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Nutrition Facts About Corn

Full Grown Corn

Corn is technically a grain but traditionally used in cooking as a vegetable or a starch. It is the most widely grown grain crop in the Americas and was originally domesticated in Central America during the freaking prehistoric times.

Approximately 40% of today’s corn crop is grown to produce ethanol, a biofuel. The claim that ethanol is a “greener” type of fuel has come under debate because of the process that it takes to produce the fuel from the corn “may actually have a greater environmental impact than fossil fuel.” Yikes?

“Corn on the cob was hawked on the streets of early 19th-century New York City by poor, barefoot “Hot Corn Girls”, who were thus the precursors of hot dog carts, churro wagons, and fruit stands seen on the streets of big cities today.” — via Wikipedia

Corn has a very high amount of carbohydrates or sugar and is therefore usually not the best choice of side to eat, as compared with other high nutrient-dense vegetables like broccoli or carrots.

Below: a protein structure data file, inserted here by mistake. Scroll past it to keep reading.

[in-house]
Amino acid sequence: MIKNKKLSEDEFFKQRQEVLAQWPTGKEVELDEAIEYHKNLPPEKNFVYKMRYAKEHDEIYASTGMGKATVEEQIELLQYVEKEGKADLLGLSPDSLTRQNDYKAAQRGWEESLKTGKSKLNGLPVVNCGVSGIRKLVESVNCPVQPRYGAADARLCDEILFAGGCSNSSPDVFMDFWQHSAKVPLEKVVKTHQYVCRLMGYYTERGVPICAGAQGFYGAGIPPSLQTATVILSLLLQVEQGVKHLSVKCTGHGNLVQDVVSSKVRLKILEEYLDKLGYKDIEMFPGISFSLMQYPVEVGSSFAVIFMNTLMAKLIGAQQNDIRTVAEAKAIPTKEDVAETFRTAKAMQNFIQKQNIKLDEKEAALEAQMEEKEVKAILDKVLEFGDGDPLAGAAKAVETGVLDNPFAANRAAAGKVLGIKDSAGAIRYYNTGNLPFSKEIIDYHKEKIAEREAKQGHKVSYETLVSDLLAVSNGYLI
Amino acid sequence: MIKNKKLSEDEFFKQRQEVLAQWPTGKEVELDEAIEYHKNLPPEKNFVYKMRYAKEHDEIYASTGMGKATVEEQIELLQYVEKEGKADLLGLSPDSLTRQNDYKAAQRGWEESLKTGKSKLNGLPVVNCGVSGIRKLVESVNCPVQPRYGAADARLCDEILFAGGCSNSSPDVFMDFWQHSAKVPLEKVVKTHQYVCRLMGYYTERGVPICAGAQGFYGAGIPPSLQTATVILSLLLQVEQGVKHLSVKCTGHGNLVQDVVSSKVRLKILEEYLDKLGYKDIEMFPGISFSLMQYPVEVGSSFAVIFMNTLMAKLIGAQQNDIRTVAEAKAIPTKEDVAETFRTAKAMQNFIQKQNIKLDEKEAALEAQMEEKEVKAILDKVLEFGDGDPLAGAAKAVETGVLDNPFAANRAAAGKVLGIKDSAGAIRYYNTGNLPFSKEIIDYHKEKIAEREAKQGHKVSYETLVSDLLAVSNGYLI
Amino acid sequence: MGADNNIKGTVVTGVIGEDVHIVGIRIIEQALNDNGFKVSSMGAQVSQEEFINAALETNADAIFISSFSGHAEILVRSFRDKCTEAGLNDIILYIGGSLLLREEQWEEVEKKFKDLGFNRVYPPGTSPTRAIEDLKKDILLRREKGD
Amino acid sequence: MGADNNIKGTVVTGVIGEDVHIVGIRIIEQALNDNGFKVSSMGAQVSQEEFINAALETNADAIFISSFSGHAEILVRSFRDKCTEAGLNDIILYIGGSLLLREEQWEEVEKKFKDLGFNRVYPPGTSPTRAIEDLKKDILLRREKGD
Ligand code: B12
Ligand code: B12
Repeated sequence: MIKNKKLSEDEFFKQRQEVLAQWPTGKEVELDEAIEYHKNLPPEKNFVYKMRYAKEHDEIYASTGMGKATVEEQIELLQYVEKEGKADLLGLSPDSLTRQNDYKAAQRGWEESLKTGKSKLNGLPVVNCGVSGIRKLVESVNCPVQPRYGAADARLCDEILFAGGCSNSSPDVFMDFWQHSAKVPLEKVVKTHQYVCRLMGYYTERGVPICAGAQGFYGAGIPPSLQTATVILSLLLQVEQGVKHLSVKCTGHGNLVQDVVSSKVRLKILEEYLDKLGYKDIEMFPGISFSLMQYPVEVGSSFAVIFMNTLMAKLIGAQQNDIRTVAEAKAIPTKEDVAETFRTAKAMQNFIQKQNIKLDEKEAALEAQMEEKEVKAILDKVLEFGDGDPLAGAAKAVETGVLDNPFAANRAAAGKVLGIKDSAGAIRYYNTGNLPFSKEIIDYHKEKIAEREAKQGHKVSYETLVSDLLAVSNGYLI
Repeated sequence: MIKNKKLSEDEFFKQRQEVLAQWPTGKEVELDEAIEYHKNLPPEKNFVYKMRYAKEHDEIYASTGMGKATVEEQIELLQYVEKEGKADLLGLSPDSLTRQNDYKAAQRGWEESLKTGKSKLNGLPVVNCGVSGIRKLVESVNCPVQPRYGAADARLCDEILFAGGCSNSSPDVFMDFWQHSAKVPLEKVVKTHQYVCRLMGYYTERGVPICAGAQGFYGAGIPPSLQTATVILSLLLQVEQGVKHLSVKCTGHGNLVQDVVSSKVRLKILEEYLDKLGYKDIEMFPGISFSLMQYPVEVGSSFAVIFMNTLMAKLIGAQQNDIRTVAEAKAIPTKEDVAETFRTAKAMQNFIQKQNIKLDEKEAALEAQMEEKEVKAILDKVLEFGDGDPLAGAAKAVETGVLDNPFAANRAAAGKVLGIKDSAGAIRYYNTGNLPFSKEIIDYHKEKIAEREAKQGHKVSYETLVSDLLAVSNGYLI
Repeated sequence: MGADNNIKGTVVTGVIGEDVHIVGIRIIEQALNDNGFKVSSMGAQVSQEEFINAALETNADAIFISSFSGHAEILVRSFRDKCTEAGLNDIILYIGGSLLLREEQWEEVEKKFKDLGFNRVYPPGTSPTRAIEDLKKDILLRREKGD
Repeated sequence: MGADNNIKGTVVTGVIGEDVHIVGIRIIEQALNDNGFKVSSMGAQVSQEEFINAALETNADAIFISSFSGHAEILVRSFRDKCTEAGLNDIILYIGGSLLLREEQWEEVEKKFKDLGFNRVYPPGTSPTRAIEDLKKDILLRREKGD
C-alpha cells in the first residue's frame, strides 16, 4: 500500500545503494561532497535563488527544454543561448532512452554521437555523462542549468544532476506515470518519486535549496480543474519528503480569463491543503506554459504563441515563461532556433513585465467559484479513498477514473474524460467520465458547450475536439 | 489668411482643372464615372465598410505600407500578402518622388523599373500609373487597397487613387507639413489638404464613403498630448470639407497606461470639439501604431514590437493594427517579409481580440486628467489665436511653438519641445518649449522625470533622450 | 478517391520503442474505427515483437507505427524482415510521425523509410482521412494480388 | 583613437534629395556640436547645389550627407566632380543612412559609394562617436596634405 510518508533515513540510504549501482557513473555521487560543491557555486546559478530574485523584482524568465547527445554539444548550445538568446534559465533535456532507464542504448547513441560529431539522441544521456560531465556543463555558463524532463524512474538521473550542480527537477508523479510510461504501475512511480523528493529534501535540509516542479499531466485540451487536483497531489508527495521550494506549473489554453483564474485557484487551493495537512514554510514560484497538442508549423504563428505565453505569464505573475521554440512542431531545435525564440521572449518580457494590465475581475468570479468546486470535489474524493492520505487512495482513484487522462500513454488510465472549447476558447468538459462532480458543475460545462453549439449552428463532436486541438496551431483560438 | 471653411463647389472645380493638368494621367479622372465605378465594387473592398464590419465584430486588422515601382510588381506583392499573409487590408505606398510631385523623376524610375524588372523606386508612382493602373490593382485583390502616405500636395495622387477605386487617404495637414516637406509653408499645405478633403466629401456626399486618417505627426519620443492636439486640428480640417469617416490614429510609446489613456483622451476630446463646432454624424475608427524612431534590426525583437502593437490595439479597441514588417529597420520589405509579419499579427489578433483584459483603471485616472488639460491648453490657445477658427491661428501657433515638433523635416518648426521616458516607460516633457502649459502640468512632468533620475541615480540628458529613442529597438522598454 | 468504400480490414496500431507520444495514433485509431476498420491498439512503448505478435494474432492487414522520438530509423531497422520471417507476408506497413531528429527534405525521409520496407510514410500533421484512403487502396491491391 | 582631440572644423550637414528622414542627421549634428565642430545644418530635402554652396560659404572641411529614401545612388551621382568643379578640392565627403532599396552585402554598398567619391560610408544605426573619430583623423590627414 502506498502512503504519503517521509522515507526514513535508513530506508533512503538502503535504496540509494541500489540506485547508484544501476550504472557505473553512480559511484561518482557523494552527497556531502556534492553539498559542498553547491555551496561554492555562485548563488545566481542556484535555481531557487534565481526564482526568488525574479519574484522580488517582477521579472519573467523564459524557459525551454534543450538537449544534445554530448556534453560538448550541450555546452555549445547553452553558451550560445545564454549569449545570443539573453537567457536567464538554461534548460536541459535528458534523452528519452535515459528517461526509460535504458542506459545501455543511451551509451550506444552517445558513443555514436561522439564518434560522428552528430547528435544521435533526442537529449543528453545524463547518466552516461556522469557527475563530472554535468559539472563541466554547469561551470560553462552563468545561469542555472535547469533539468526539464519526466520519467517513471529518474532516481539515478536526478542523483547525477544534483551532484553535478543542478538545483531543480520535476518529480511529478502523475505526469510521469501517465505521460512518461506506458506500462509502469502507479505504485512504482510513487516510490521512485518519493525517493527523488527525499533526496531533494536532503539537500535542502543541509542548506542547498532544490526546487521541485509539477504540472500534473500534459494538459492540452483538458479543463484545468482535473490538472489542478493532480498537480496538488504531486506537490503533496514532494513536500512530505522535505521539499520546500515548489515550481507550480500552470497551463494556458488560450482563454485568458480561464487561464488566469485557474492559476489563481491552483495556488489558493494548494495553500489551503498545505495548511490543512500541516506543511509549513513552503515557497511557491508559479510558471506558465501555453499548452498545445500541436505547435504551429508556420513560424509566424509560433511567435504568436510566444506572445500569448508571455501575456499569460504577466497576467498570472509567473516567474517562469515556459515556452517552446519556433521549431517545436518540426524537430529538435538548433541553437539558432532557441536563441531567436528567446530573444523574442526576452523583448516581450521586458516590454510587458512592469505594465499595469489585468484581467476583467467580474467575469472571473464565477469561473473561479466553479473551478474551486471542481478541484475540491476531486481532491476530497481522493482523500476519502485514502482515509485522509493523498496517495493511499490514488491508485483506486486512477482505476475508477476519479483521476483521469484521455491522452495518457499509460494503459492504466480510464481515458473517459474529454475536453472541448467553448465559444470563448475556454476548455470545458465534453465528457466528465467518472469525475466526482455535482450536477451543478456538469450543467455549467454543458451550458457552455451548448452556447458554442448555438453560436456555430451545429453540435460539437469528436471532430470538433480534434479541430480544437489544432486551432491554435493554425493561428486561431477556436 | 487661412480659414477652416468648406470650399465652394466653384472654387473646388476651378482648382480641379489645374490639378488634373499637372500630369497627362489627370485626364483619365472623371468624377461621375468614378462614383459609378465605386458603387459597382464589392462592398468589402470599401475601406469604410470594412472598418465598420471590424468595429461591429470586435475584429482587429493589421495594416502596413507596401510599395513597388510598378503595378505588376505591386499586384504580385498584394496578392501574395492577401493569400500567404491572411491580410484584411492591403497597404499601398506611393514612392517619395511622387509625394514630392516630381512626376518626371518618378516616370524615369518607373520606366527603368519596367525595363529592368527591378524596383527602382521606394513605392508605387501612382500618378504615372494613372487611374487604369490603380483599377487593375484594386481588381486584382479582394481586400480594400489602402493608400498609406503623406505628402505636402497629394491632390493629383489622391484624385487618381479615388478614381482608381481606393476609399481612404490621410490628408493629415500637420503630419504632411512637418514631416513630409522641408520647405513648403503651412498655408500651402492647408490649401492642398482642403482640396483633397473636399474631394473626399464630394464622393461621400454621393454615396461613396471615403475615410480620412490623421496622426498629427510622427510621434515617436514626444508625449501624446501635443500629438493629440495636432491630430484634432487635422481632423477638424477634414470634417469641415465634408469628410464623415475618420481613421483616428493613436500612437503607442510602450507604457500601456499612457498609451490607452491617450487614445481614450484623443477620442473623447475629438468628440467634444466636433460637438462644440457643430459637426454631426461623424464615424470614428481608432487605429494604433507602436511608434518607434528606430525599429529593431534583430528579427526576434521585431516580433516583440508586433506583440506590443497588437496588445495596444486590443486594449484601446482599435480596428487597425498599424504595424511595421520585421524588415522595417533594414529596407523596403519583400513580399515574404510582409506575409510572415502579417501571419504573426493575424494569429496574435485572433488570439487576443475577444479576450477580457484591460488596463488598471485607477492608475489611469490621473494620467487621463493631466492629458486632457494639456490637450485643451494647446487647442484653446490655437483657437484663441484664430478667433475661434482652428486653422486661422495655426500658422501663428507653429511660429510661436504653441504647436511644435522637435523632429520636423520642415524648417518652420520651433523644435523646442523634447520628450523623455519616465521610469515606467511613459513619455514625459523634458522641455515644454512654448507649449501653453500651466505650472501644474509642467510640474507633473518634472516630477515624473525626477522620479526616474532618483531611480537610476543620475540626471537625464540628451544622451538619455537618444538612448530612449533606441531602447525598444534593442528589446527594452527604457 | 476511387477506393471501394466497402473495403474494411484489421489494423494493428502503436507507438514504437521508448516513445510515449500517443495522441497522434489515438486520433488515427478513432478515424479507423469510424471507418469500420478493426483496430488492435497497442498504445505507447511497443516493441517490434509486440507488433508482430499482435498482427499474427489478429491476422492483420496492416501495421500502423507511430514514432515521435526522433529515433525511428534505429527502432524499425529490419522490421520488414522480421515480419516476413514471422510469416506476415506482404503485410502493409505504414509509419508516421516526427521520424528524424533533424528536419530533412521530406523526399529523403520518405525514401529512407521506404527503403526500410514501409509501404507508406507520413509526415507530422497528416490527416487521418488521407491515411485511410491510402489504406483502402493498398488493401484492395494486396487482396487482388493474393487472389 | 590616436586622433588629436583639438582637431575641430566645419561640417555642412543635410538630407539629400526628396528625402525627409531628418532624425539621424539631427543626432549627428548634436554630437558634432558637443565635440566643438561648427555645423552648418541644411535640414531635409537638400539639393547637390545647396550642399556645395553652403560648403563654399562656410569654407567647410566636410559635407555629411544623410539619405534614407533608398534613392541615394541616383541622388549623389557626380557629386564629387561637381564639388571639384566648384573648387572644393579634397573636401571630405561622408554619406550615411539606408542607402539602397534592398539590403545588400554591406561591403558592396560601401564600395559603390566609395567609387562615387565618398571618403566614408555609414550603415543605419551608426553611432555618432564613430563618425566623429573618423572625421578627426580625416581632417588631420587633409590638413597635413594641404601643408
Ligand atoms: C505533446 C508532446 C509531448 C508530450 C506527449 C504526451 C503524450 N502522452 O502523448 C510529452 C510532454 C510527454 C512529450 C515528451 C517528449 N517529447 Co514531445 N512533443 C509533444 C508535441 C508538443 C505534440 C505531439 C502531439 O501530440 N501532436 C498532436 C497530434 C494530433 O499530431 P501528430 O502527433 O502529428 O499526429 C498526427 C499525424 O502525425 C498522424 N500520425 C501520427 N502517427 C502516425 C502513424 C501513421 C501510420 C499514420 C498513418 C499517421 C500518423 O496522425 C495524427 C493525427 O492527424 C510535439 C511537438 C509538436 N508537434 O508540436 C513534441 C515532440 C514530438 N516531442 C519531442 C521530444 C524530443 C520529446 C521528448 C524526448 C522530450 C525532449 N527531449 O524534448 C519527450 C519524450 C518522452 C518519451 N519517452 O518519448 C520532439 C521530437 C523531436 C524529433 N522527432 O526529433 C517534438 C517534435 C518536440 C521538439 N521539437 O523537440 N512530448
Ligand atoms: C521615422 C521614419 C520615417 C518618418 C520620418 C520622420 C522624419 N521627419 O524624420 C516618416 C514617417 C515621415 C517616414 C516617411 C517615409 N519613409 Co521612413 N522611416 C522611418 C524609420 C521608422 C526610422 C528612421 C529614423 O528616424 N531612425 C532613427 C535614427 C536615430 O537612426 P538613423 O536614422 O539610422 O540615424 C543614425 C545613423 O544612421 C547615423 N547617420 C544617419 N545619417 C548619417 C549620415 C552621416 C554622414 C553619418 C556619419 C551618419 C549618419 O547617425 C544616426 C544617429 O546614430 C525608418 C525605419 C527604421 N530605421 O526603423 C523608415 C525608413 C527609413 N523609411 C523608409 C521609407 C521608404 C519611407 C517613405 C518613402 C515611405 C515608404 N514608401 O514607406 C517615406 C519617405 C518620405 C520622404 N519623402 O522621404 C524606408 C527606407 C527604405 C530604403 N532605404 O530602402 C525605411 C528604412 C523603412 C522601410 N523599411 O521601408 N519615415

Exotic Varieties of Corn

Exotic Varieties of Corn

And did you know:

– Farmers grow corn on every continent except Antarctica.
– One bushel of corn will sweeten more than 400 cans of Coca-Cola.
– There are about 800 kernels in 16 rows on each ear of corn.
– The corncob (ear) is actually part of the corn plant’s flower. Aww, how pretty…?
– The main ingredient in most dry pet food is corn.
– Corn is America’s number one field crop. Corn leads all other crops in value and volume of production.
– A pound of corn consists of approximately 1,300 kernels.
– I am the best corny joke teller ever. Try this one on for size:

What do you call the best student at corn school?

— The “A” corn